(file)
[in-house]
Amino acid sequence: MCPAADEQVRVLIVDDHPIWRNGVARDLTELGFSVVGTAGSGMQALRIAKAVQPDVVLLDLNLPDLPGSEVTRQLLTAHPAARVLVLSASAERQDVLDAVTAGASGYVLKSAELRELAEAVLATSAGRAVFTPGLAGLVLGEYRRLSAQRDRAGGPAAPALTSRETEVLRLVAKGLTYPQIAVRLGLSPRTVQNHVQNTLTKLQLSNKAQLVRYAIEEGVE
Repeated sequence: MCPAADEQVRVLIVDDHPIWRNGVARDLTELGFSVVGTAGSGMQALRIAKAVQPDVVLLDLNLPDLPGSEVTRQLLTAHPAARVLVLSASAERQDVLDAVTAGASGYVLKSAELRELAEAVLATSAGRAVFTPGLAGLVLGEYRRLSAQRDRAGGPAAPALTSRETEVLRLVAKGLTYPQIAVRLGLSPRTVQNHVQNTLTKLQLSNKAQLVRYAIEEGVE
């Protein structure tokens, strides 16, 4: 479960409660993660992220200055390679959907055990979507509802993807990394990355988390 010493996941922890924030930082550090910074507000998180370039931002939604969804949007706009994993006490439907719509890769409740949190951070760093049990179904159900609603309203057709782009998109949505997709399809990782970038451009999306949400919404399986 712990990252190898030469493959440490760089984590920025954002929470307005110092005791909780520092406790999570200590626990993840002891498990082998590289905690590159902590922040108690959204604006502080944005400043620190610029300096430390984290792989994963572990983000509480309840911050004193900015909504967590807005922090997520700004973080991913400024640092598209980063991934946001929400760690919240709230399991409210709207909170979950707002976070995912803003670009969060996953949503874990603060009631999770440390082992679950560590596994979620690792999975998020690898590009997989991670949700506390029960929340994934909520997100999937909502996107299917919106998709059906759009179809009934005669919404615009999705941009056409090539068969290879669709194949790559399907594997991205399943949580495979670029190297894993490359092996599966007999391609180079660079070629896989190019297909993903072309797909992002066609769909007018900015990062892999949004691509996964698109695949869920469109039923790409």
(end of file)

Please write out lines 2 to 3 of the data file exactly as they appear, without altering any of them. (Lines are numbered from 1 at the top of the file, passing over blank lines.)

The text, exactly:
Amino acid sequence: MCPAADEQVRVLIVDDHPIWRNGVARDLTELGFSVVGTAGSGMQALRIAKAVQPDVVLLDLNLPDLPGSEVTRQLLTAHPAARVLVLSASAERQDVLDAVTAGASGYVLKSAELRELAEAVLATSAGRAVFTPGLAGLVLGEYRRLSAQRDRAGGPAAPALTSRETEVLRLVAKGLTYPQIAVRLGLSPRTVQNHVQNTLTKLQLSNKAQLVRYAIEEGVE
Repeated sequence: MCPAADEQVRVLIVDDHPIWRNGVARDLTELGFSVVGTAGSGMQALRIAKAVQPDVVLLDLNLPDLPGSEVTRQLLTAHPAARVLVLSASAERQDVLDAVTAGASGYVLKSAELRELAEAVLATSAGRAVFTPGLAGLVLGEYRRLSAQRDRAGGPAAPALTSRETEVLRLVAKGLTYPQIAVRLGLSPRTVQNHVQNTLTKLQLSNKAQLVRYAIEEGVE